Other Causes of Headaches and Migraines

In addition to stress, headaches and migraines can stem from poor posture, muscle imbalances and compensation patterns adopted after an injury. They can also be associated with degenerative disc disease in your upper spine.

Common musculoskeletal conditions that cause headaches include:

  • Referred pain from myofascial trigger points located in the muscles that support the neck and head. Superficial trigger points can be felt as tiny hard knots just below the skin’s surface, and can be released using pressure and massage. Deep tissue trigger points cannot be palpated from the surface. Effective treatment requires ultrasound guided dry needling to accurately target the trigger point and stimulate release.
Other Causes of Headaches and Migraines
  • Cervicogenic headaches arise from issues in the cervical spine that put pressure on the nerves that innervate the head and brain. Treatment may require chiropractic care and physical therapy, to restore neck alignment and function, and alleviate headache pain.
  • TMJ syndrome, a disorder where the temporomandibular joint becomes misaligned and malfunctions, causing pain and stiffness in the jaw, and sometimes causing headaches. TMJ syndrome requires intervention by a chiropractor or physical therapist.
  • Text neck, a 21st Century postural phenomenon where the head is thrust forward for extended periods of time while viewing a mobile device, altering the alignment of your upper spine, and causing neck pain and headaches.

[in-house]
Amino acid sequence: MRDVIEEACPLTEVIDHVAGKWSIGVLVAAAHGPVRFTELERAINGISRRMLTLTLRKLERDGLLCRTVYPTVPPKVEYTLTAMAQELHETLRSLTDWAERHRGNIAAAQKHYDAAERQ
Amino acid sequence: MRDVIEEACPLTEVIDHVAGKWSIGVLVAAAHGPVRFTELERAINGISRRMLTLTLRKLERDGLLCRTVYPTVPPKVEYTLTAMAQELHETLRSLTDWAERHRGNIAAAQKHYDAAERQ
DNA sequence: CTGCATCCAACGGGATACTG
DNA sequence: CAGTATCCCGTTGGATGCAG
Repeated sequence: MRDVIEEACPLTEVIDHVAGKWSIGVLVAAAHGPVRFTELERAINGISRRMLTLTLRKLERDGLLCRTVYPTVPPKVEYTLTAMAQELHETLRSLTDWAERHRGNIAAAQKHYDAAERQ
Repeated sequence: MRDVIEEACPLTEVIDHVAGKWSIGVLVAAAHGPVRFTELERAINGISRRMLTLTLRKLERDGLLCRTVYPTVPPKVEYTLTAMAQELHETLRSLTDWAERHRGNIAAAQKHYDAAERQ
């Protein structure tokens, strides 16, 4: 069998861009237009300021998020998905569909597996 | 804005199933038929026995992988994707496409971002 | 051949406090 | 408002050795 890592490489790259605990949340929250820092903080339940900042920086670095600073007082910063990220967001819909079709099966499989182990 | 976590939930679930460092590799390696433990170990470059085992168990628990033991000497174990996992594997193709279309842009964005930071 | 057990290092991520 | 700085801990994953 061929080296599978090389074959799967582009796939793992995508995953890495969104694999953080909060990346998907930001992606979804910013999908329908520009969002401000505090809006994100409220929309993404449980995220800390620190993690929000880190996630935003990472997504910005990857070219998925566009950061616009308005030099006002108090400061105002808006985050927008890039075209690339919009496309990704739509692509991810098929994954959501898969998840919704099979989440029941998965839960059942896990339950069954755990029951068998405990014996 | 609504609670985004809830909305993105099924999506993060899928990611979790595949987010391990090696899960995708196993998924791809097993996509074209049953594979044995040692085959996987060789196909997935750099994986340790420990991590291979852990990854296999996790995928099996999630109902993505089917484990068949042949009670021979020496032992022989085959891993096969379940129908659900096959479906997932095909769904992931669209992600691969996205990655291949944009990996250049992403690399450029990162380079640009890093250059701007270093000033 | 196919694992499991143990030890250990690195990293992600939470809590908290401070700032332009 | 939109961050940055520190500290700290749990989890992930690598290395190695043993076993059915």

Headache and Migraine Pain in NYC

While learning to manage stress and using acupressure for headache symptoms can be effective approaches for self-treatment, chronic headaches may be caused by musculoskeletal issues that are not so easily resolved.

At NYDNRehab, we use the latest technologies and innovative treatment methods to identify the underlying cause of your headaches and resolve them. You don’t have to live with chronic headaches. Contact NYDNRehab today, and get rid of your headaches for good, so you can get on with your busy life.

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In this instance, an athlete was originally diagnosed with minor quadriceps muscle strain and was treated for four weeks, with unsatisfactory results. When he came to our clinic, the muscle was not healing, and the patients’ muscle tissue had already begun to atrophy.

Upon examination using MSUS, we discovered that he had a full muscle thickness tear that had been overlooked by his previous provider. To mitigate damage and promote healing, surgery should have been performed immediately after the injury occurred. Because of misdiagnosis and inappropriate treatment, the patient now has permanent damage that cannot be corrected.

The most important advantage of Ultrasound over MRI imaging is its ability to zero in on the symptomatic region and obtain imaging, with active participation and feedback from the patient. Using dynamic MSUS, we can see what happens when patients contract their muscles, something that cannot be done with MRI. From a diagnostic perspective, this interaction is invaluable.

Dynamic ultrasonography examination demonstrating
the full thickness tear and already occurring muscle atrophy
due to misdiagnosis and not referring the patient
to proper diagnostic workup

Demonstration of how very small muscle defect is made and revealed
to be a complete tear with muscle contraction
under diagnostic sonography (not possible with MRI)

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Complete tear of rectus femoris
with large hematoma (blood)

image

Separation of muscle ends due to tear elicited
on dynamic sonography examination